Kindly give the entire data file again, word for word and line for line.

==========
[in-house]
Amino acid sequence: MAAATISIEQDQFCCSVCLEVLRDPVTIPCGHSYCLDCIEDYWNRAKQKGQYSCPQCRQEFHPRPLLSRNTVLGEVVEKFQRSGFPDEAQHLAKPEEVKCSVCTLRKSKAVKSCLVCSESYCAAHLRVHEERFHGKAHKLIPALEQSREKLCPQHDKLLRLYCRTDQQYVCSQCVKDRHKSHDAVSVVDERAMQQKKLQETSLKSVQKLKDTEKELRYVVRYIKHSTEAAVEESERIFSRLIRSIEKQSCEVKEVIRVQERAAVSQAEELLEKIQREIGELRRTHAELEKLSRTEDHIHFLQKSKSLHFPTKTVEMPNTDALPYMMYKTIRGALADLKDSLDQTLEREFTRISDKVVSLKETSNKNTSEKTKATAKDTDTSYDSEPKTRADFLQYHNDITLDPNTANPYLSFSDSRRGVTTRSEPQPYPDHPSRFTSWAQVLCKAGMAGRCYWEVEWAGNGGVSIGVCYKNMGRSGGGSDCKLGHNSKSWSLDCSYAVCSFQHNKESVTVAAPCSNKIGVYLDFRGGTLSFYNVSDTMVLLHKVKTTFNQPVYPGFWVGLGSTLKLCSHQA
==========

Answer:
[in-house]
Amino acid sequence: MAAATISIEQDQFCCSVCLEVLRDPVTIPCGHSYCLDCIEDYWNRAKQKGQYSCPQCRQEFHPRPLLSRNTVLGEVVEKFQRSGFPDEAQHLAKPEEVKCSVCTLRKSKAVKSCLVCSESYCAAHLRVHEERFHGKAHKLIPALEQSREKLCPQHDKLLRLYCRTDQQYVCSQCVKDRHKSHDAVSVVDERAMQQKKLQETSLKSVQKLKDTEKELRYVVRYIKHSTEAAVEESERIFSRLIRSIEKQSCEVKEVIRVQERAAVSQAEELLEKIQREIGELRRTHAELEKLSRTEDHIHFLQKSKSLHFPTKTVEMPNTDALPYMMYKTIRGALADLKDSLDQTLEREFTRISDKVVSLKETSNKNTSEKTKATAKDTDTSYDSEPKTRADFLQYHNDITLDPNTANPYLSFSDSRRGVTTRSEPQPYPDHPSRFTSWAQVLCKAGMAGRCYWEVEWAGNGGVSIGVCYKNMGRSGGGSDCKLGHNSKSWSLDCSYAVCSFQHNKESVTVAAPCSNKIGVYLDFRGGTLSFYNVSDTMVLLHKVKTTFNQPVYPGFWVGLGSTLKLCSHQA